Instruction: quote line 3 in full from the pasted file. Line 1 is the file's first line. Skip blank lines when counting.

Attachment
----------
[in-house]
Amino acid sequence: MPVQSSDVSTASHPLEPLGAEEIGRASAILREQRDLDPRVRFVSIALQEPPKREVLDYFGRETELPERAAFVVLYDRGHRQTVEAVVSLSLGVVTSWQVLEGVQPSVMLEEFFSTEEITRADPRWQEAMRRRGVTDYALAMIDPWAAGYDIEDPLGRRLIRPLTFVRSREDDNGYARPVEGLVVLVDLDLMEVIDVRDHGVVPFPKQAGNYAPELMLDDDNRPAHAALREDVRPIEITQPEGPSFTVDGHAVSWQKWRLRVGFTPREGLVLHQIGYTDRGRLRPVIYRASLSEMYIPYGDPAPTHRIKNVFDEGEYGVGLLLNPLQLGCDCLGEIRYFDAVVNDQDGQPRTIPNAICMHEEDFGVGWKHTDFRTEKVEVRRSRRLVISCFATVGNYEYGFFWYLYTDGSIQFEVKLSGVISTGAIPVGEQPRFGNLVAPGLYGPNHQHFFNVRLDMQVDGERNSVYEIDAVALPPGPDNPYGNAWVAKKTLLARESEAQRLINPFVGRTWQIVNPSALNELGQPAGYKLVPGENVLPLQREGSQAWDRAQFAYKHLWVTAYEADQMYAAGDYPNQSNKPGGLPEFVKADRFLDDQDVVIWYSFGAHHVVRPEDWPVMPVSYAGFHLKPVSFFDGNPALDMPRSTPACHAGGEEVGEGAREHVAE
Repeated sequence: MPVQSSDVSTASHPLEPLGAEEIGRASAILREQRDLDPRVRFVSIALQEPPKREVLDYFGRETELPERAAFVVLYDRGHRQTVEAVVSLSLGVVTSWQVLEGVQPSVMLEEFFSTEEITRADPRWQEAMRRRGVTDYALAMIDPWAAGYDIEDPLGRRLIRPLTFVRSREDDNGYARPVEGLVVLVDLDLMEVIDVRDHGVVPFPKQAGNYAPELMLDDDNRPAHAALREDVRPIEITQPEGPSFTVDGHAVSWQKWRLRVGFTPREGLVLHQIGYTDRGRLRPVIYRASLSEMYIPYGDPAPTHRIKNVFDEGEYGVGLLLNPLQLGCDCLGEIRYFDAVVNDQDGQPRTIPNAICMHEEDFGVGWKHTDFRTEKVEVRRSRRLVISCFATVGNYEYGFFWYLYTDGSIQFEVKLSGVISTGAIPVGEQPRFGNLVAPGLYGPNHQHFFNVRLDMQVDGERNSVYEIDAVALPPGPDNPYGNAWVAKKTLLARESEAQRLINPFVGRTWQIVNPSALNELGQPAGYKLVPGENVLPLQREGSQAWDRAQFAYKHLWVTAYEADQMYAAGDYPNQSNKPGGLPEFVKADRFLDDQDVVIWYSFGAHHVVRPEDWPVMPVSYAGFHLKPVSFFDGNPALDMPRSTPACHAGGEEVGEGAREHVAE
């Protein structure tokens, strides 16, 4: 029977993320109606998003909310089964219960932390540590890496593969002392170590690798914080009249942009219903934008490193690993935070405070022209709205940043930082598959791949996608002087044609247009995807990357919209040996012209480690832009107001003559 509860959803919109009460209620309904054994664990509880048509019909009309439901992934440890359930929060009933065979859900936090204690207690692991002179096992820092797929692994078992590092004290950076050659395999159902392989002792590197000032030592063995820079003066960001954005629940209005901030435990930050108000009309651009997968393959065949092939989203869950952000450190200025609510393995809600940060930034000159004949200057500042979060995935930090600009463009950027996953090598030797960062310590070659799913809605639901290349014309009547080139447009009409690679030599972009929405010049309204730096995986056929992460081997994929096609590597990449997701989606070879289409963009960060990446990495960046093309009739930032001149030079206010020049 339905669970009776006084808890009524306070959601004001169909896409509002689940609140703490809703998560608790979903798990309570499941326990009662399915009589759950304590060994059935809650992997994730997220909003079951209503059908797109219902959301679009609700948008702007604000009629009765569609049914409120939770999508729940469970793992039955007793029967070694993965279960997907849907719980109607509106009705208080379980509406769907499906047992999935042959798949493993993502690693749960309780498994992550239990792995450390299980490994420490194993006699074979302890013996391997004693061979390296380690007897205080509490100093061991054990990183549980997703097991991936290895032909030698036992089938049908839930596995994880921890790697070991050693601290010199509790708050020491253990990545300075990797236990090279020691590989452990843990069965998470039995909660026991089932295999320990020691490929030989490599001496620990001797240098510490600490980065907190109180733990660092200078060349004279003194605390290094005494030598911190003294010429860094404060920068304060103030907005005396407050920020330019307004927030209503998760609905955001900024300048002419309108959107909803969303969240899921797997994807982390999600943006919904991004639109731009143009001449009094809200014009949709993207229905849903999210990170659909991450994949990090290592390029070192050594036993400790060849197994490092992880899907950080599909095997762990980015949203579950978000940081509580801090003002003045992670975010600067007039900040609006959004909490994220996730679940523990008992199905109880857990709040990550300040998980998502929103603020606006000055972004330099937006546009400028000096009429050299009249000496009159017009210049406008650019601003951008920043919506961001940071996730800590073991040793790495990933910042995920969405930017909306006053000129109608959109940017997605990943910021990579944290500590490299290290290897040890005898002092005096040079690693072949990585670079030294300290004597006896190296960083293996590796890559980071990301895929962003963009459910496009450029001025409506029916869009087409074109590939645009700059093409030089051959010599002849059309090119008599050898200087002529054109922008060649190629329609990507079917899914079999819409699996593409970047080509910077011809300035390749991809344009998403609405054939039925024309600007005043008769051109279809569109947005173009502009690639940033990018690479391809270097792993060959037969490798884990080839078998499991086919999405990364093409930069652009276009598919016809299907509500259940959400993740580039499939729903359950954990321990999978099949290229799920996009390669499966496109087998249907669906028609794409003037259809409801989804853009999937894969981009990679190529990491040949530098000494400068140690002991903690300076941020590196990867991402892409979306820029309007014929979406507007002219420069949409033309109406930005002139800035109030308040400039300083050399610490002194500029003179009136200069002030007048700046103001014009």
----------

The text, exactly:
Repeated sequence: MPVQSSDVSTASHPLEPLGAEEIGRASAILREQRDLDPRVRFVSIALQEPPKREVLDYFGRETELPERAAFVVLYDRGHRQTVEAVVSLSLGVVTSWQVLEGVQPSVMLEEFFSTEEITRADPRWQEAMRRRGVTDYALAMIDPWAAGYDIEDPLGRRLIRPLTFVRSREDDNGYARPVEGLVVLVDLDLMEVIDVRDHGVVPFPKQAGNYAPELMLDDDNRPAHAALREDVRPIEITQPEGPSFTVDGHAVSWQKWRLRVGFTPREGLVLHQIGYTDRGRLRPVIYRASLSEMYIPYGDPAPTHRIKNVFDEGEYGVGLLLNPLQLGCDCLGEIRYFDAVVNDQDGQPRTIPNAICMHEEDFGVGWKHTDFRTEKVEVRRSRRLVISCFATVGNYEYGFFWYLYTDGSIQFEVKLSGVISTGAIPVGEQPRFGNLVAPGLYGPNHQHFFNVRLDMQVDGERNSVYEIDAVALPPGPDNPYGNAWVAKKTLLARESEAQRLINPFVGRTWQIVNPSALNELGQPAGYKLVPGENVLPLQREGSQAWDRAQFAYKHLWVTAYEADQMYAAGDYPNQSNKPGGLPEFVKADRFLDDQDVVIWYSFGAHHVVRPEDWPVMPVSYAGFHLKPVSFFDGNPALDMPRSTPACHAGGEEVGEGAREHVAE